An optometrist is the person who conducts eye exams for vision quality and eye health. Optometrists screen for diseases, treat existing eye problems, counsel patients on proper eye care and eyewear care, monitor patients both pre and postoperatively after eye surgery and prescribe contact lenses or glasses based on a patient's vision. An optometrist is different from an ophthalmologist. Ophthalmologists perform surgery and treat serious eye diseases.
An optometrist may concentrate on:
providing a certain type of care, such as for a disease group or an age group
running their own office, and the business aspects that go with it
teaching or doing research in universities
Optometrists who want to open their own practices should consider working in a larger office when first starting the career, to gain experience, patients and a credible reputation. It is also a good way to judge whether or not the business aspects of running a small practice are going to be welcome or enjoyable.
Optometry Job Education Requirements
To become an optometrist, one needs a Doctor of Optometry. This is different from attending medical school, which is required for ophthalmology. The Doctor of Optometry degree (O.D.) takes four years to complete, and can be obtained at one of 17 accredited schools in the US. Though only three years of college courses in the right fields are required, most O.D. applicants complete their bachelor's degree before applying to optometry school. After completing school, an optometrist needs to become licensed. Year-long residency programs, while not required to become a practicing optometrist, are good for additional training in certain specializations, such as ocular disease.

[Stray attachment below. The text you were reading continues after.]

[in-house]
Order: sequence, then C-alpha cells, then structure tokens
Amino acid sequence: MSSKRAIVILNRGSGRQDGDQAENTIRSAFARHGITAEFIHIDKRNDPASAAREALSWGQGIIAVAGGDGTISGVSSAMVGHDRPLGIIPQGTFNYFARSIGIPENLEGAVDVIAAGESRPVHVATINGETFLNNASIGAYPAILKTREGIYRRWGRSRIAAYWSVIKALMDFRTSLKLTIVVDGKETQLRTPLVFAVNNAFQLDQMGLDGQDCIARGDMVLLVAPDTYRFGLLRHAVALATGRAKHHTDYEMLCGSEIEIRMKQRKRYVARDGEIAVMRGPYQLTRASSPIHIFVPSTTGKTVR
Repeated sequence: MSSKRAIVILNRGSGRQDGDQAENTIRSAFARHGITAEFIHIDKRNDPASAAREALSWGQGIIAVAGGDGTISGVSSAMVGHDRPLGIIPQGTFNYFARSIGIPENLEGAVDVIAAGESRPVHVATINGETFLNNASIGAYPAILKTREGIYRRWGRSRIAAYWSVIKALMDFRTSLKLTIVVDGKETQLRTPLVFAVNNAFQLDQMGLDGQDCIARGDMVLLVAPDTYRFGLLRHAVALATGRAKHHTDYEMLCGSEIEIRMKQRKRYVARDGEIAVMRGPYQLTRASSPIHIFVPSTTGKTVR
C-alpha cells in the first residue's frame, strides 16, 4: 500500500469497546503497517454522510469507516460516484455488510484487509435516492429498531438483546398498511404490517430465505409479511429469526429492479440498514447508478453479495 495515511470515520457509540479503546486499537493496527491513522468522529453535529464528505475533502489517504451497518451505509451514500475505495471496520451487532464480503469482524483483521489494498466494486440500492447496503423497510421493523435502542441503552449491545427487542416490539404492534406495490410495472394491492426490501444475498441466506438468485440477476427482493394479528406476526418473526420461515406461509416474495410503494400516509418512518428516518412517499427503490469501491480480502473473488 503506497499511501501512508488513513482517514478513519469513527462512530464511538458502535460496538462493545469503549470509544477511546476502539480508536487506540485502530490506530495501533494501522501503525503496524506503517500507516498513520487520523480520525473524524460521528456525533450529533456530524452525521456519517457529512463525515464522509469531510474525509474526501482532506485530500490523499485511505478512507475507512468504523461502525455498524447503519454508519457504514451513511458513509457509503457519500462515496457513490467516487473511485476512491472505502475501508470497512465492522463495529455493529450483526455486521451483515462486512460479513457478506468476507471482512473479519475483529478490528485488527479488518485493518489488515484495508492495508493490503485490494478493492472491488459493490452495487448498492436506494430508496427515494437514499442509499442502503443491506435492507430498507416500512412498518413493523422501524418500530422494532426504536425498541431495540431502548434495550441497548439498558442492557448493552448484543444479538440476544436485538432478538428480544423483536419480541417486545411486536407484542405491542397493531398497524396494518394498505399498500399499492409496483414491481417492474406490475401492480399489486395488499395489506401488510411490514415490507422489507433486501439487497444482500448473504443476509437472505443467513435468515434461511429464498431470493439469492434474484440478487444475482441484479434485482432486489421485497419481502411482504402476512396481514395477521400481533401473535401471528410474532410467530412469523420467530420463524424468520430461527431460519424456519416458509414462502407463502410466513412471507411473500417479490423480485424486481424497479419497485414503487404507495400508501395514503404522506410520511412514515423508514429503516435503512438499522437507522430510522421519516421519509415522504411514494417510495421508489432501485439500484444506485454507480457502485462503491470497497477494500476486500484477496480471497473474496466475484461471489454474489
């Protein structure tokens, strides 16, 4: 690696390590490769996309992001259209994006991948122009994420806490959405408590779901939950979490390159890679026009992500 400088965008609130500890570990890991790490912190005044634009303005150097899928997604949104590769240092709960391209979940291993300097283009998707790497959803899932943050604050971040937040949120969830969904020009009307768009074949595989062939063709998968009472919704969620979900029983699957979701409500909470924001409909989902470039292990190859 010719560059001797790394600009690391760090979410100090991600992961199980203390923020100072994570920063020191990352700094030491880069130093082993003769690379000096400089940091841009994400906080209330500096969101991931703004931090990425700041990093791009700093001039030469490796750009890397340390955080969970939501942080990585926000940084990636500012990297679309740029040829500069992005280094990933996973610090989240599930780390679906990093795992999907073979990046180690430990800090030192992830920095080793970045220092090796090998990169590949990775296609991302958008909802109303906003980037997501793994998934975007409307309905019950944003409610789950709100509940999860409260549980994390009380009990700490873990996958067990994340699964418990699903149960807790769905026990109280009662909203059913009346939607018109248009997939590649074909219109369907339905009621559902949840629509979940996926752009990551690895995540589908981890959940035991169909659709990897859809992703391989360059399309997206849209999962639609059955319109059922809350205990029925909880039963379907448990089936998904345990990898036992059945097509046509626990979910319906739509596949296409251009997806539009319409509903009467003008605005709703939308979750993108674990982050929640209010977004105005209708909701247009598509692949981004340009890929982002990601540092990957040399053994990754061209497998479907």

Optometry Job Market
The job outlook for optometrists is very good, with a projected 24 percent growth through the year 2022, according to the US Bureau of Labor Statistics. Changes in the health insurance industry have increased the number of people with access to at least partial eye care coverage, which means more patients for optometrists. In 2012, according to the US Bureau of Labor Statistics, the self-employment rate for optometrists was 11 percent.
Optometry Job Salary Information
In 2012, the median wage for optometrists was $97,820. The US Bureau of Labor Statistics reports that the bottom 10 percent of optometrists earns less than $52,590, and the top ten percent earn over $184,530. Even the lowest ten percent is considerably higher than the median yearly salary for all occupations in the US, which is $34,750.